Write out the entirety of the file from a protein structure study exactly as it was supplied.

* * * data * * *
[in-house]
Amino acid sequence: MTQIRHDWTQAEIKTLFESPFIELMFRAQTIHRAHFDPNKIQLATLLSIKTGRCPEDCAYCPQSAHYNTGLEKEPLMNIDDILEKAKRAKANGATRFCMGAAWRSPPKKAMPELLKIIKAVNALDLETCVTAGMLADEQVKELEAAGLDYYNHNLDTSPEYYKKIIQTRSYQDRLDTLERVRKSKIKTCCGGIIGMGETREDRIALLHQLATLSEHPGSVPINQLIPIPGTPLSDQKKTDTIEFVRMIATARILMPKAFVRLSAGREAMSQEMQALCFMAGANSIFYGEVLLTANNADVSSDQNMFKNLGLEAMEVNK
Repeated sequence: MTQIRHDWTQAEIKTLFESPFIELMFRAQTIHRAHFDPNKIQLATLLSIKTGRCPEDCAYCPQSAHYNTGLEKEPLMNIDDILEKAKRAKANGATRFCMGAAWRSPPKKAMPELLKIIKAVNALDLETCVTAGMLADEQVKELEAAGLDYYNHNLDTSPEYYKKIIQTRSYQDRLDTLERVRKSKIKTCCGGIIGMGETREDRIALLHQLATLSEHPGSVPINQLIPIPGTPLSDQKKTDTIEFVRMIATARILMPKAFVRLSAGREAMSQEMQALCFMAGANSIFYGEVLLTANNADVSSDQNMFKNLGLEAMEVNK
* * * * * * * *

[in-house]
Amino acid sequence: MTQIRHDWTQAEIKTLFESPFIELMFRAQTIHRAHFDPNKIQLATLLSIKTGRCPEDCAYCPQSAHYNTGLEKEPLMNIDDILEKAKRAKANGATRFCMGAAWRSPPKKAMPELLKIIKAVNALDLETCVTAGMLADEQVKELEAAGLDYYNHNLDTSPEYYKKIIQTRSYQDRLDTLERVRKSKIKTCCGGIIGMGETREDRIALLHQLATLSEHPGSVPINQLIPIPGTPLSDQKKTDTIEFVRMIATARILMPKAFVRLSAGREAMSQEMQALCFMAGANSIFYGEVLLTANNADVSSDQNMFKNLGLEAMEVNK
Repeated sequence: MTQIRHDWTQAEIKTLFESPFIELMFRAQTIHRAHFDPNKIQLATLLSIKTGRCPEDCAYCPQSAHYNTGLEKEPLMNIDDILEKAKRAKANGATRFCMGAAWRSPPKKAMPELLKIIKAVNALDLETCVTAGMLADEQVKELEAAGLDYYNHNLDTSPEYYKKIIQTRSYQDRLDTLERVRKSKIKTCCGGIIGMGETREDRIALLHQLATLSEHPGSVPINQLIPIPGTPLSDQKKTDTIEFVRMIATARILMPKAFVRLSAGREAMSQEMQALCFMAGANSIFYGEVLLTANNADVSSDQNMFKNLGLEAMEVNK